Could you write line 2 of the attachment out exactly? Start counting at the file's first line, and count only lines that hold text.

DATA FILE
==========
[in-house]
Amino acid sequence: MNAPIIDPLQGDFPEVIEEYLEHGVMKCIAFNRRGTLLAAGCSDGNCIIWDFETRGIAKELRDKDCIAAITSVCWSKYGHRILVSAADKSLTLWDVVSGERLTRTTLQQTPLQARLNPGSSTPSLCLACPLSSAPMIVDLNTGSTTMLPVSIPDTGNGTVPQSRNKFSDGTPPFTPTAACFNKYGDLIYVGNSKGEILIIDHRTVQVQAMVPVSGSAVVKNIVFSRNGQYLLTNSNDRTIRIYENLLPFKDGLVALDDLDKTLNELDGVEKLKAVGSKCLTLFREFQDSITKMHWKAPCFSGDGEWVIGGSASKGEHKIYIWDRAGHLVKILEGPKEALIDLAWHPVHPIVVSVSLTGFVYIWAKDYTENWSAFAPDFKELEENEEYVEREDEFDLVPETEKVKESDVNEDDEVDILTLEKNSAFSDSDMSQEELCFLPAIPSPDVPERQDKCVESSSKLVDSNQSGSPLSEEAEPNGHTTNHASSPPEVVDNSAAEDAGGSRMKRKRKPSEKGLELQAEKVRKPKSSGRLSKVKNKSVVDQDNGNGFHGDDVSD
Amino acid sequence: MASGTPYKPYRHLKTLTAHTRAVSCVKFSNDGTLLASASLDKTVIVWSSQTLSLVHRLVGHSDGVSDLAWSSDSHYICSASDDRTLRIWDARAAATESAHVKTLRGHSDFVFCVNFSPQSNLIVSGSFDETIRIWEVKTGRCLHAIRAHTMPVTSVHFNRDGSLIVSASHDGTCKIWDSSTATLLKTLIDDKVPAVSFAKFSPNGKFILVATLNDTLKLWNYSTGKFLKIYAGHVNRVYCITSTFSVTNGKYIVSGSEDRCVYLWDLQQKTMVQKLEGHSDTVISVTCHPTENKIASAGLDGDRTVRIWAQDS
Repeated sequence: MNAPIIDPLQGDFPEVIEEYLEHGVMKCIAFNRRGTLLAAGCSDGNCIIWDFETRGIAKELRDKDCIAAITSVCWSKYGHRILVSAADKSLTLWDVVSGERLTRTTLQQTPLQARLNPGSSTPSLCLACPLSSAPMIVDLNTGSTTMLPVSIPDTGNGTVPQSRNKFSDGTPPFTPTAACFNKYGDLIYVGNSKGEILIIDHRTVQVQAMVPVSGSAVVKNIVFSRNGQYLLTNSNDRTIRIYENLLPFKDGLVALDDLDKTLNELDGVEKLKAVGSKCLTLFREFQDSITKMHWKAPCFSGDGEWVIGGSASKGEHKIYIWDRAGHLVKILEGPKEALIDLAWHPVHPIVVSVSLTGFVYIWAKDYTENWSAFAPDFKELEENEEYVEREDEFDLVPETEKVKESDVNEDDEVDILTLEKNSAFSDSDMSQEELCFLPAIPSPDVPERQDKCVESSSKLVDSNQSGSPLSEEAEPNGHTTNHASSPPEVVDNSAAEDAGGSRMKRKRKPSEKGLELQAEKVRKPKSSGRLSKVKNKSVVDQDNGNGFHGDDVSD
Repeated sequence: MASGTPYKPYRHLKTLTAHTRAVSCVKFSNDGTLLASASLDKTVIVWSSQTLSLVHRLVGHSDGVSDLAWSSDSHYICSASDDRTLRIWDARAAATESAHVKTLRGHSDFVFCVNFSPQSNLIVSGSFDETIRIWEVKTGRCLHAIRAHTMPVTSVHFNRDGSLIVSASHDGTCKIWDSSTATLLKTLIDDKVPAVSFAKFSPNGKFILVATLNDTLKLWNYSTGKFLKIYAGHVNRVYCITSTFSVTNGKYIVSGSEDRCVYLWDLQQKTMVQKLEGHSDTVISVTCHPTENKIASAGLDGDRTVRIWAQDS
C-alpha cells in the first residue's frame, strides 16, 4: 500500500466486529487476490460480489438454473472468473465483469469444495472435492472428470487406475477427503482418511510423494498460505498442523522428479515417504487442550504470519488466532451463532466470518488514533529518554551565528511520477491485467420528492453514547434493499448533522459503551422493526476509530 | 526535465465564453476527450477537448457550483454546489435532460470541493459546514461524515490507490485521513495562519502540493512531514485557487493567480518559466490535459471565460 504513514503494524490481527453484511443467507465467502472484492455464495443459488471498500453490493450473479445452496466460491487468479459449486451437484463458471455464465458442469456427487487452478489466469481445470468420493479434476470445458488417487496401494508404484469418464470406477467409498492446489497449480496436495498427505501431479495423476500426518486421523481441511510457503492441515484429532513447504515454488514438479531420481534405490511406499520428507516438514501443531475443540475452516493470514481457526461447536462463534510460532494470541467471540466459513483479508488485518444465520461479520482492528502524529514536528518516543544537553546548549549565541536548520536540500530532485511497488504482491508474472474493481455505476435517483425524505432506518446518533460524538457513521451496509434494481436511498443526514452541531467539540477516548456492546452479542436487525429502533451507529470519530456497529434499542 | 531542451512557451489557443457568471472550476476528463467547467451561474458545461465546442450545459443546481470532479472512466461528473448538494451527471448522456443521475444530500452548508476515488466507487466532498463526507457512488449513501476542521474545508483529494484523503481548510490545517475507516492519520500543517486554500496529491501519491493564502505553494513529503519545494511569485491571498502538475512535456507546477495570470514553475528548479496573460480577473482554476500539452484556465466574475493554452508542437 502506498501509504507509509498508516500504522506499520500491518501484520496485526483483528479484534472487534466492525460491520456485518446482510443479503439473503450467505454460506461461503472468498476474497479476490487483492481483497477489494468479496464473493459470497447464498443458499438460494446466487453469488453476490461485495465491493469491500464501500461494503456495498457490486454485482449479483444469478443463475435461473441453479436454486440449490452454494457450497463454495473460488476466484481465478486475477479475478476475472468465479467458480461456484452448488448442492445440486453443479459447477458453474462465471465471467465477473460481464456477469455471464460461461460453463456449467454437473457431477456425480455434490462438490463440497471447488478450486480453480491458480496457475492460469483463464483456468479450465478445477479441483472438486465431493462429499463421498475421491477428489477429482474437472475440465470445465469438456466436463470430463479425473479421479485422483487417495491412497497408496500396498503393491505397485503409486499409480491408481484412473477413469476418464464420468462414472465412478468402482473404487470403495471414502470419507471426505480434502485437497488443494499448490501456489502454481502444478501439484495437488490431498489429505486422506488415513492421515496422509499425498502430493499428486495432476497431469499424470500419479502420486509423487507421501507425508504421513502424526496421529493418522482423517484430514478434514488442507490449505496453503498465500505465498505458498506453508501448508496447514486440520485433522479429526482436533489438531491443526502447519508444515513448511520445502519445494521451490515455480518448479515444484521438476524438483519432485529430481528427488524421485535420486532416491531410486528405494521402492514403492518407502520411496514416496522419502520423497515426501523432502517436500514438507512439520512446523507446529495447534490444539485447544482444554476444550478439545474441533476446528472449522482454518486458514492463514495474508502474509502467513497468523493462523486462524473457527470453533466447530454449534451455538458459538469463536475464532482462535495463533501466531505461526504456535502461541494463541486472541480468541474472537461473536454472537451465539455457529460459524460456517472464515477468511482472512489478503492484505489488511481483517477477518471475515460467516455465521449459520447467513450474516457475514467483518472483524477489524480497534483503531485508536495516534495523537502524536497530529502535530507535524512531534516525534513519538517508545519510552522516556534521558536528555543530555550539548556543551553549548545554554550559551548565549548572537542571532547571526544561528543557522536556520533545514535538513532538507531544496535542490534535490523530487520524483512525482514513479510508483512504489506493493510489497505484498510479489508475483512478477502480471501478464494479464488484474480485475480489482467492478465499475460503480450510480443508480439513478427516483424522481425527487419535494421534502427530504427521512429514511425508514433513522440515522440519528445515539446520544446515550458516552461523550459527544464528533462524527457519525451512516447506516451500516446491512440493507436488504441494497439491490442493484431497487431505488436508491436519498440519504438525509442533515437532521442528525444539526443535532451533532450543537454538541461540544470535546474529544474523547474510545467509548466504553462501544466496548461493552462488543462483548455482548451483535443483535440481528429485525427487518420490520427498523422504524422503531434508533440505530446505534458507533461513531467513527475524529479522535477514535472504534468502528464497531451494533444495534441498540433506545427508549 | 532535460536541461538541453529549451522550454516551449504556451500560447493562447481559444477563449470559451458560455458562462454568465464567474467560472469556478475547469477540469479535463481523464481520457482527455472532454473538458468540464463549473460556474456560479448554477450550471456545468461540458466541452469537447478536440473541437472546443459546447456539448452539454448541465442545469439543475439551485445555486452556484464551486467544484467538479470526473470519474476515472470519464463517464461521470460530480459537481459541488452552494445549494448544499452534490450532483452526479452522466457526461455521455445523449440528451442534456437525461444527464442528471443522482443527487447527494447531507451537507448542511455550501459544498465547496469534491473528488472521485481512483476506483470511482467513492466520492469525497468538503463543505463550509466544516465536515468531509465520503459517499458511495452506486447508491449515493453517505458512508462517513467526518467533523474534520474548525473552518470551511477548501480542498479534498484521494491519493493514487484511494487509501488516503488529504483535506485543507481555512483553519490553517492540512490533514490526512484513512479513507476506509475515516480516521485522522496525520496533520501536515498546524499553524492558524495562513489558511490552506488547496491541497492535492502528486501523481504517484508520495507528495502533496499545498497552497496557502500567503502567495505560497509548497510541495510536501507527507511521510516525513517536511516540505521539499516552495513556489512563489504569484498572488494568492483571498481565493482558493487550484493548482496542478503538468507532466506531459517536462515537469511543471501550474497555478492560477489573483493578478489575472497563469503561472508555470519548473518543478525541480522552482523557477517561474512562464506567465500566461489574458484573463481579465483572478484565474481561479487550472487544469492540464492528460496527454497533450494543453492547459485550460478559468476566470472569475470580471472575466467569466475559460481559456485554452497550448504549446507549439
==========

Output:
Amino acid sequence: MNAPIIDPLQGDFPEVIEEYLEHGVMKCIAFNRRGTLLAAGCSDGNCIIWDFETRGIAKELRDKDCIAAITSVCWSKYGHRILVSAADKSLTLWDVVSGERLTRTTLQQTPLQARLNPGSSTPSLCLACPLSSAPMIVDLNTGSTTMLPVSIPDTGNGTVPQSRNKFSDGTPPFTPTAACFNKYGDLIYVGNSKGEILIIDHRTVQVQAMVPVSGSAVVKNIVFSRNGQYLLTNSNDRTIRIYENLLPFKDGLVALDDLDKTLNELDGVEKLKAVGSKCLTLFREFQDSITKMHWKAPCFSGDGEWVIGGSASKGEHKIYIWDRAGHLVKILEGPKEALIDLAWHPVHPIVVSVSLTGFVYIWAKDYTENWSAFAPDFKELEENEEYVEREDEFDLVPETEKVKESDVNEDDEVDILTLEKNSAFSDSDMSQEELCFLPAIPSPDVPERQDKCVESSSKLVDSNQSGSPLSEEAEPNGHTTNHASSPPEVVDNSAAEDAGGSRMKRKRKPSEKGLELQAEKVRKPKSSGRLSKVKNKSVVDQDNGNGFHGDDVSD